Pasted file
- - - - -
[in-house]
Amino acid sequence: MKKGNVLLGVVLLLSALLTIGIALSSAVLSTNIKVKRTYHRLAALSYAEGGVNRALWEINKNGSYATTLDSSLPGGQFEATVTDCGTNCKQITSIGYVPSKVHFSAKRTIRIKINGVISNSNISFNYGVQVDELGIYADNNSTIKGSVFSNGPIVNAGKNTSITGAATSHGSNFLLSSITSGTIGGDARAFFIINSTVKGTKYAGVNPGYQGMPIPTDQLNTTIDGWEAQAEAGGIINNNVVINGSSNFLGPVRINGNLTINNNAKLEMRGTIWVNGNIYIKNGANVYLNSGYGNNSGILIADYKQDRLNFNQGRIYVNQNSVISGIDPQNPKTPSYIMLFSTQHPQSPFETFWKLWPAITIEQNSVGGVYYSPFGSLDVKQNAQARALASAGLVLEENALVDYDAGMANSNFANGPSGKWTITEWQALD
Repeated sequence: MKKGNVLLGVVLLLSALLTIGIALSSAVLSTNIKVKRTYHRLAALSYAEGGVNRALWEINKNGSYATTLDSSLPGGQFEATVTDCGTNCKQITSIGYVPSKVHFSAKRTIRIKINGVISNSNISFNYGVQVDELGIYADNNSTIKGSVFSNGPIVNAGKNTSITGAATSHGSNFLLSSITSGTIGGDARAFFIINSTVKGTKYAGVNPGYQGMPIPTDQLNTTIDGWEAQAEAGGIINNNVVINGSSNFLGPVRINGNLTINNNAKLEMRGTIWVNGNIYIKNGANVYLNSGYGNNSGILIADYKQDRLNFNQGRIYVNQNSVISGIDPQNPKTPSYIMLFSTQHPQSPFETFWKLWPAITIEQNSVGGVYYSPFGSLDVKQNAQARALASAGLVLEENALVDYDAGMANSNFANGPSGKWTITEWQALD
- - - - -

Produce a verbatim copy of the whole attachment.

[in-house]
Amino acid sequence: MKKGNVLLGVVLLLSALLTIGIALSSAVLSTNIKVKRTYHRLAALSYAEGGVNRALWEINKNGSYATTLDSSLPGGQFEATVTDCGTNCKQITSIGYVPSKVHFSAKRTIRIKINGVISNSNISFNYGVQVDELGIYADNNSTIKGSVFSNGPIVNAGKNTSITGAATSHGSNFLLSSITSGTIGGDARAFFIINSTVKGTKYAGVNPGYQGMPIPTDQLNTTIDGWEAQAEAGGIINNNVVINGSSNFLGPVRINGNLTINNNAKLEMRGTIWVNGNIYIKNGANVYLNSGYGNNSGILIADYKQDRLNFNQGRIYVNQNSVISGIDPQNPKTPSYIMLFSTQHPQSPFETFWKLWPAITIEQNSVGGVYYSPFGSLDVKQNAQARALASAGLVLEENALVDYDAGMANSNFANGPSGKWTITEWQALD
Repeated sequence: MKKGNVLLGVVLLLSALLTIGIALSSAVLSTNIKVKRTYHRLAALSYAEGGVNRALWEINKNGSYATTLDSSLPGGQFEATVTDCGTNCKQITSIGYVPSKVHFSAKRTIRIKINGVISNSNISFNYGVQVDELGIYADNNSTIKGSVFSNGPIVNAGKNTSITGAATSHGSNFLLSSITSGTIGGDARAFFIINSTVKGTKYAGVNPGYQGMPIPTDQLNTTIDGWEAQAEAGGIINNNVVINGSSNFLGPVRINGNLTINNNAKLEMRGTIWVNGNIYIKNGANVYLNSGYGNNSGILIADYKQDRLNFNQGRIYVNQNSVISGIDPQNPKTPSYIMLFSTQHPQSPFETFWKLWPAITIEQNSVGGVYYSPFGSLDVKQNAQARALASAGLVLEENALVDYDAGMANSNFANGPSGKWTITEWQALD